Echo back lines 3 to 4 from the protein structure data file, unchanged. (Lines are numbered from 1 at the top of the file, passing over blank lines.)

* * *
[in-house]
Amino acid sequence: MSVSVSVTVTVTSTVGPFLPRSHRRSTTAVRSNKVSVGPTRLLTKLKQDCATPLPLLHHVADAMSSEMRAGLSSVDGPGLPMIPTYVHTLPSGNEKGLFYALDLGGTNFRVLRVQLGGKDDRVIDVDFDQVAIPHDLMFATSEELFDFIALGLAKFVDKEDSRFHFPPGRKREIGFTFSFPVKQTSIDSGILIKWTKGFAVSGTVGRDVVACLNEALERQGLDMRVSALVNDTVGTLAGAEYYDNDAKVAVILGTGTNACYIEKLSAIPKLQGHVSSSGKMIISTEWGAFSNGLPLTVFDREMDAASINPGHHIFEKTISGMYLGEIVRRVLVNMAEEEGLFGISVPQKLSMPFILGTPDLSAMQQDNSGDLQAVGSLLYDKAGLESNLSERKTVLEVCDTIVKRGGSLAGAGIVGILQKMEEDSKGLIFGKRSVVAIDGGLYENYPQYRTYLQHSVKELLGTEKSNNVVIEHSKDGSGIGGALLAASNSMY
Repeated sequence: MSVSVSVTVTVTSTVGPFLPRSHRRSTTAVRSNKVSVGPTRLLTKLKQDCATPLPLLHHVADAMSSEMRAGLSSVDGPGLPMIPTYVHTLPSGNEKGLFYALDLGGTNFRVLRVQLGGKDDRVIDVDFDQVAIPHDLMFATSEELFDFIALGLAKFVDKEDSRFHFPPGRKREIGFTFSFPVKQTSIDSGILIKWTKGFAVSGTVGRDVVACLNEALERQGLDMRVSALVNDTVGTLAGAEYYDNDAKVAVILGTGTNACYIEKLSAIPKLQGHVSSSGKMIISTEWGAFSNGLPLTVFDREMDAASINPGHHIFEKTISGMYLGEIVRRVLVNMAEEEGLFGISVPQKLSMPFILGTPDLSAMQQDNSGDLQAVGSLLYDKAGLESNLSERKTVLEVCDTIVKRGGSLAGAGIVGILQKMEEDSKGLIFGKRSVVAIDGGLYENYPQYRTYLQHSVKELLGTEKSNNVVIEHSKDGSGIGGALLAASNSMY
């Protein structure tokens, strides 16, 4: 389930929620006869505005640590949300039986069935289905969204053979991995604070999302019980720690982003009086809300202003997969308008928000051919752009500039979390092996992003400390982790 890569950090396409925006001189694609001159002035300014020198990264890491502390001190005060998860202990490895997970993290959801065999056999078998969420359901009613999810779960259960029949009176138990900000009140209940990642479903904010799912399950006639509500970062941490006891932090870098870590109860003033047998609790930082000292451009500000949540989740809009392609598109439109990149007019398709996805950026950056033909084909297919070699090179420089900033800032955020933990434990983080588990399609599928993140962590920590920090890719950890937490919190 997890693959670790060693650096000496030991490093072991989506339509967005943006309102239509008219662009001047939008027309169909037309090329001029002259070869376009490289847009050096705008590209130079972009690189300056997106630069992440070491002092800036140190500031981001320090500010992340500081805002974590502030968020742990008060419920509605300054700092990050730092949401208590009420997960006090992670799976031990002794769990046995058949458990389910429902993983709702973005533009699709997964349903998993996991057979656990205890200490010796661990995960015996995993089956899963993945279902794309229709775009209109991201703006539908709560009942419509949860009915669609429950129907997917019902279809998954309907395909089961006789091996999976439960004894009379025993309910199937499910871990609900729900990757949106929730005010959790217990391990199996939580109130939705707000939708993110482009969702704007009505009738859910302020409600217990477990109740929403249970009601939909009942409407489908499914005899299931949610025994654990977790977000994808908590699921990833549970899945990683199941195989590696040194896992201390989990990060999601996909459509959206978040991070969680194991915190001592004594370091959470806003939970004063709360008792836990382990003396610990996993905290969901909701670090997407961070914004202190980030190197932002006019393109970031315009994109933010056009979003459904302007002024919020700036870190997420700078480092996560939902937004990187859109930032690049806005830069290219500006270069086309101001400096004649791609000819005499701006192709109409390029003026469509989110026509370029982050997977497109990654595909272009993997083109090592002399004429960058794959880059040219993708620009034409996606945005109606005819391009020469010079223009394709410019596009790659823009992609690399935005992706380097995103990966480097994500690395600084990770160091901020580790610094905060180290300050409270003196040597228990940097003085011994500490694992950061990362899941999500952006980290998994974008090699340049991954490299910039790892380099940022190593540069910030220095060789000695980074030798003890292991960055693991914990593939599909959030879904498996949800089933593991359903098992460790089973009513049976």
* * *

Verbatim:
Repeated sequence: MSVSVSVTVTVTSTVGPFLPRSHRRSTTAVRSNKVSVGPTRLLTKLKQDCATPLPLLHHVADAMSSEMRAGLSSVDGPGLPMIPTYVHTLPSGNEKGLFYALDLGGTNFRVLRVQLGGKDDRVIDVDFDQVAIPHDLMFATSEELFDFIALGLAKFVDKEDSRFHFPPGRKREIGFTFSFPVKQTSIDSGILIKWTKGFAVSGTVGRDVVACLNEALERQGLDMRVSALVNDTVGTLAGAEYYDNDAKVAVILGTGTNACYIEKLSAIPKLQGHVSSSGKMIISTEWGAFSNGLPLTVFDREMDAASINPGHHIFEKTISGMYLGEIVRRVLVNMAEEEGLFGISVPQKLSMPFILGTPDLSAMQQDNSGDLQAVGSLLYDKAGLESNLSERKTVLEVCDTIVKRGGSLAGAGIVGILQKMEEDSKGLIFGKRSVVAIDGGLYENYPQYRTYLQHSVKELLGTEKSNNVVIEHSKDGSGIGGALLAASNSMY
């Protein structure tokens, strides 16, 4: 389930929620006869505005640590949300039986069935289905969204053979991995604070999302019980720690982003009086809300202003997969308008928000051919752009500039979390092996992003400390982790 890569950090396409925006001189694609001159002035300014020198990264890491502390001190005060998860202990490895997970993290959801065999056999078998969420359901009613999810779960259960029949009176138990900000009140209940990642479903904010799912399950006639509500970062941490006891932090870098870590109860003033047998609790930082000292451009500000949540989740809009392609598109439109990149007019398709996805950026950056033909084909297919070699090179420089900033800032955020933990434990983080588990399609599928993140962590920590920090890719950890937490919190 997890693959670790060693650096000496030991490093072991989506339509967005943006309102239509008219662009001047939008027309169909037309090329001029002259070869376009490289847009050096705008590209130079972009690189300056997106630069992440070491002092800036140190500031981001320090500010992340500081805002974590502030968020742990008060419920509605300054700092990050730092949401208590009420997960006090992670799976031990002794769990046995058949458990389910429902993983709702973005533009699709997964349903998993996991057979656990205890200490010796661990995960015996995993089956899963993945279902794309229709775009209109991201703006539908709560009942419509949860009915669609429950129907997917019902279809998954309907395909089961006789091996999976439960004894009379025993309910199937499910871990609900729900990757949106929730005010959790217990391990199996939580109130939705707000939708993110482009969702704007009505009738859910302020409600217990477990109740929403249970009601939909009942409407489908499914005899299931949610025994654990977790977000994808908590699921990833549970899945990683199941195989590696040194896992201390989990990060999601996909459509959206978040991070969680194991915190001592004594370091959470806003939970004063709360008792836990382990003396610990996993905290969901909701670090997407961070914004202190980030190197932002006019393109970031315009994109933010056009979003459904302007002024919020700036870190997420700078480092996560939902937004990187859109930032690049806005830069290219500006270069086309101001400096004649791609000819005499701006192709109409390029003026469509989110026509370029982050997977497109990654595909272009993997083109090592002399004429960058794959880059040219993708620009034409996606945005109606005819391009020469010079223009394709410019596009790659823009992609690399935005992706380097995103990966480097994500690395600084990770160091901020580790610094905060180290300050409270003196040597228990940097003085011994500490694992950061990362899941999500952006980290998994974008090699340049991954490299910039790892380099940022190593540069910030220095060789000695980074030798003890292991960055693991914990593939599909959030879904498996949800089933593991359903098992460790089973009513049976």